• Degtyarev M
      • De Maziere A
      • Orr C
      • et al.
      Akt inhibition promotes autophagy and sensitizes PTEN-null tumors to lysosomotropic agents.
      although the relationship between autophagy induction and Akt/mTOR signaling down-regulation was not examined. In this study, autophagy induction after treatment with 3 μM of PI103 was associated with the lowest levels of Akt/mTOR activity, as determined by phosphorylation of Akt and p70S6K. At this concentration, PI103 is expected to inhibit class I PI3K and both mTOR containing complexes mTORC1 and mTORC2,
      • Raynaud FI
      • Eccles S
      • Clarke PA
      • et al.
      Pharmacologic characterization of a potent inhibitor of class I phosphatidylinositide 3-kinases.
      and this might be required for overt autophagy induction.
      The relationship between induction of a moderate degree of autophagy and Akt/mTOR signaling down-regulation was complex and dependent on cell context. In HCC827 cells, decreased phosphorylation of Akt and p70S6K occurred at lower concentrations of PI103 (<1 μM) than those required for autophagy induction according to LC3-II accumulation. However, some accumulation of acidic vesicles occurred after treatment with 0.125 to 0.5 μM PI103. Subtle increases in the transient autophagy marker LC3-II (suggestive of some autophagy induction) might have occurred after treatment with lower concentrations of PI103 but were undetectable with the assays used. In H3255 cells, autophagy was induced by 1 μM of PI103 without obvious net down-regulation of Akt or mTOR signaling. The moderate degree of autophagy induced by 1 μM PI103 in H3255 cells might result from the inhibition of mTOR-independent outputs of Akt activity, for which Ser 473 dephosphorylation is not a reliable biomarker. In fact, inhibition of Akt kinase activity results in increased (rather than decreased) phosphorylation of Akt on Ser 473, despite the fact that mTOR-independent outputs of Akt activity are clearly inhibited.
      • Rhodes N
      • Heerding DA
      • Duckett DR
      • et al.
      Characterization of an Akt kinase inhibitor with potent pharmacodynamic and antitumor activity.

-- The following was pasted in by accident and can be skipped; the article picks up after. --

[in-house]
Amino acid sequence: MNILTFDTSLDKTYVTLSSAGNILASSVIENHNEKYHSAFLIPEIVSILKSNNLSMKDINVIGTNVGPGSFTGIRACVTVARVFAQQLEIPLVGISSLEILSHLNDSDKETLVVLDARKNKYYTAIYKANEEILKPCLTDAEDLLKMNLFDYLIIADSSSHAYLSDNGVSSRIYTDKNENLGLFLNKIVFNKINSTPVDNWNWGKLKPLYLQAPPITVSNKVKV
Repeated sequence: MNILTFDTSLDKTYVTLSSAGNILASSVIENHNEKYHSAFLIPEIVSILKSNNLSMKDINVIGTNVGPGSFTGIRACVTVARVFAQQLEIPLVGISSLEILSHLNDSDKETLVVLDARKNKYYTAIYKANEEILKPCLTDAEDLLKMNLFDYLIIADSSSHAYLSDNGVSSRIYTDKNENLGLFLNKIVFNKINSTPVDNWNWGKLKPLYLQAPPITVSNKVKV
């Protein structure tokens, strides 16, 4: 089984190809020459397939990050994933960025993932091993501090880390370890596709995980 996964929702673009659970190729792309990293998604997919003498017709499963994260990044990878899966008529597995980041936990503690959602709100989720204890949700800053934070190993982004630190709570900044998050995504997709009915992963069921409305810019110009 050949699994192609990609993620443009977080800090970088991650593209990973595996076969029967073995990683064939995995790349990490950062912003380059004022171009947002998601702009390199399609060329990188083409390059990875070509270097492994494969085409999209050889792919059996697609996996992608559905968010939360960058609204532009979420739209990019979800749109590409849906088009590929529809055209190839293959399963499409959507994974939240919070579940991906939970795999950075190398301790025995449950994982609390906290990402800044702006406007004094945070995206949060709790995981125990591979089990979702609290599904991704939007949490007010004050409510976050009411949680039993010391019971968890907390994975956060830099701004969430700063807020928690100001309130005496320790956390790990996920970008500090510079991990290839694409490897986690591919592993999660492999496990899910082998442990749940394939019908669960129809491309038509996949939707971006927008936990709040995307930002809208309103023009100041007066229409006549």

Taken together, the data presented here suggest that combined inhibition of PI3K and mTOR could be of clinical relevance in treatment of NSCLC with activating EGFR mutations and for the prevention/treatment of acquired resistance to EGFR TKIs. Our data also highlight the fact that robust PI3K and mTOR inhibition are likely to provoke autophagy. Although PI3K/mTOR inhibitors might provide patient benefit due to a block of tumor cell proliferation, the concomitant induction of autophagy might have a more lasting negative effect of increasing tumor cell survival. Comparison of the data presented in this work with that of others
      • Fan QW
      • Knight ZA
      • Goldenberg DD
      • et al.
      A dual PI3 kinase/mTOR inhibitor reveals emergent efficacy in glioma.
      • Raynaud FI
      • Eccles S
      • Clarke PA
      • et al.
      Pharmacologic characterization of a potent inhibitor of class I phosphatidylinositide 3-kinases.
      • Fan QW
      • Cheng CK
      • Nicolaides TP
      • et al.
      A dual phosphoinositide-3-kinase alpha/mTOR inhibitor cooperates with blockade of epidermal growth factor receptor in PTEN-mutant glioma.
      suggests that robust autophagy induction occurs at drug concentrations higher than those required for cell proliferation inhibition. Therefore, it is possible that a therapeutic window for PI3K/mTOR inhibitors could be identified where cell proliferation is inhibited, with minimal autophagy induction. However, further studies are now necessary to determine the potential role of autophagy in this context as a cell death rather than survival mechanism and the potential to switch autophagic cell to apoptosis.

      ACKNOWLEDGMENTS

      The authors thank Dr. Donald Ogilvie (Head of Drug Discovery, Paterson Institute for Cancer Research, UK) for constructive critical review of this article and invaluable comments and discussion. The authors thank Dr Arek Welman (Beatson Institute for Cancer Research, Glasgow, Scotland) for advice regarding the doxycycline inducible cell system. Flavia F. Moreira-Leite was funded by AstraZeneca. The Paterson Institute for Cancer Research is core-funded by Cancer Research UK.